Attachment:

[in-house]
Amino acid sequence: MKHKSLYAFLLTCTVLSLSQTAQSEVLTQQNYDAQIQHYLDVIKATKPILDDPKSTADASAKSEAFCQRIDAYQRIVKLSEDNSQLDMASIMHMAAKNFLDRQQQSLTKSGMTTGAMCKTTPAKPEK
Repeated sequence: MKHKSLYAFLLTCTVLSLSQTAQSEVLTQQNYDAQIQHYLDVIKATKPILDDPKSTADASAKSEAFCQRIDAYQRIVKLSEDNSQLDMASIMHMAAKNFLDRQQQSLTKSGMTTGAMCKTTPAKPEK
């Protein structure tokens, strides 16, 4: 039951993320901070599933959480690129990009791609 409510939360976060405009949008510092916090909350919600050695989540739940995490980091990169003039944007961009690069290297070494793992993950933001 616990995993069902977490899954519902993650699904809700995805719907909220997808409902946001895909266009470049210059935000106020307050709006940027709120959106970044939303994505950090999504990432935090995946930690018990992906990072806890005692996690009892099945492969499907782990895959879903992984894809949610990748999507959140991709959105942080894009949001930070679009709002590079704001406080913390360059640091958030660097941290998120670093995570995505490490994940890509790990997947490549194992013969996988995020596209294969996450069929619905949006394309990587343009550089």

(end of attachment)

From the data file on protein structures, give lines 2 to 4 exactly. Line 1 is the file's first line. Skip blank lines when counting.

Amino acid sequence: MKHKSLYAFLLTCTVLSLSQTAQSEVLTQQNYDAQIQHYLDVIKATKPILDDPKSTADASAKSEAFCQRIDAYQRIVKLSEDNSQLDMASIMHMAAKNFLDRQQQSLTKSGMTTGAMCKTTPAKPEK
Repeated sequence: MKHKSLYAFLLTCTVLSLSQTAQSEVLTQQNYDAQIQHYLDVIKATKPILDDPKSTADASAKSEAFCQRIDAYQRIVKLSEDNSQLDMASIMHMAAKNFLDRQQQSLTKSGMTTGAMCKTTPAKPEK
């Protein structure tokens, strides 16, 4: 039951993320901070599933959480690129990009791609 409510939360976060405009949008510092916090909350919600050695989540739940995490980091990169003039944007961009690069290297070494793992993950933001 616990995993069902977490899954519902993650699904809700995805719907909220997808409902946001895909266009470049210059935000106020307050709006940027709120959106970044939303994505950090999504990432935090995946930690018990992906990072806890005692996690009892099945492969499907782990895959879903992984894809949610990748999507959140991709959105942080894009949001930070679009709002590079704001406080913390360059640091958030660097941290998120670093995570995505490490994940890509790990997947490549194992013969996988995020596209294969996450069929619905949006394309990587343009550089």